To help your dog, you may want to practice fake departures every now and then, where you pretend to leave but don’t. You may also want to get a pet camera to make sure your dog’s stress signals aren’t escalating.
6. They seek as much body contact as possible
Dogs lean against their people to get attention or seek comfort. A dog that tries to get on top of you could mean that cuddling is their love language.
Dedicate cuddle time before you leave for work or when you come home to show your dog you love them. One study found that some dogs were calmer when their pet parent petted them before leaving the house.
7. They follow you around the house
“Given what we know about dogs being social creatures, it’s fair to assume that when left alone or isolated, they like being reunited with their people,” says Efimova.
Now you’re back home, your dog probably wants to know what you’ll do with them. Is it meal time? Walk time? Play time? Following you around the house is your dog’s response to your bond, training, or desire for attention.
8. They didn’t touch their food bowl
Dogs, especially breeds who tend to prefer one human, may take time getting used to a new routine with another human. However, experts don’t all agree on labeling this behavior as “missing” someone.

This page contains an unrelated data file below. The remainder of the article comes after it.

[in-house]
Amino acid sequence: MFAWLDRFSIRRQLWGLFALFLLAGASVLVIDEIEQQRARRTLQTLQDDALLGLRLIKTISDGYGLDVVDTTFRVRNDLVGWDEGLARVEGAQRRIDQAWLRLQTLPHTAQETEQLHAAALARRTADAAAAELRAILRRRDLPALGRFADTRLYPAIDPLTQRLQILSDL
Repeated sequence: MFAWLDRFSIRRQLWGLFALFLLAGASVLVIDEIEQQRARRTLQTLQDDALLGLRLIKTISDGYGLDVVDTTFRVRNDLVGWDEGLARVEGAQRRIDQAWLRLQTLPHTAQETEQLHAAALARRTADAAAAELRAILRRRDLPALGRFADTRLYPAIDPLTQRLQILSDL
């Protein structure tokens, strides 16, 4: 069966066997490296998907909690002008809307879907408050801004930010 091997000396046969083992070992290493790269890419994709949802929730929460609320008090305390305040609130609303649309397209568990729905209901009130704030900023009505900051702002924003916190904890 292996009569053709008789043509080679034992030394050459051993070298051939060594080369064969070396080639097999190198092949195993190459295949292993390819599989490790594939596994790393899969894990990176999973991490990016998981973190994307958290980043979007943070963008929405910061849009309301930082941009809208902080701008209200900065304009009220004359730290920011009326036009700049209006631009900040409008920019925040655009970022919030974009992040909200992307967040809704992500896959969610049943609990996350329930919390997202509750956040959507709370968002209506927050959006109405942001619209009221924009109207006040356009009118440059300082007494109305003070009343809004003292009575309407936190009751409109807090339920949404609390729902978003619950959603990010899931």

“There isn’t much evidence for us to believe that dogs can experience ‘a longing’ for brief absences,” says DigheShetty. “Of course a dog may notice a shift in family structure (death, divorce, moved out).” This shift can lead to a change in behavior, such as not eating, that we associate with our dog missing an old roommate, friend, or relative.
9. They try to escape or run away
Chances are your dog is escaping to find comfort—or you—but this is hard to know for certain. If your dog shows discomfort in new places, getting a dog sitter who does house sitting can help them feel at home while you are gone.
10. They whine a little before you leave
Whining and crying may be a test to get you—the source of their fun, food, and comfort—to come back. If you do come back in response to their cries, this reinforces the behavior.
11. They do nothing but sleep
Sleep is a very relaxing behavior for dogs. Some may believe that sleeping is correlated with boredom or sadness, but it’s more likely your dog is happily waiting for you to come back. Use a pet camera to see what sleep positions your dog chooses when you’re not around.
How to Help Your Dog Feel Less Alone
“When we are leaving our dogs alone, we want to make sure their needs are met,” says DigheShetty. Before you leave your dog alone, you should:
- Take them outside
- Give them 1:1 time
- Feed or leave food out for them
- Play or give mental stimulation
- Get them physical exercise
This sets them up for success, decreasing chances of boredom, destructive behaviors, and feelings of anxiety. The key to doing this is planning ahead for times you’re gone. While most dogs do well being alone during the work day, some need less alone time or more morning time with you before you go.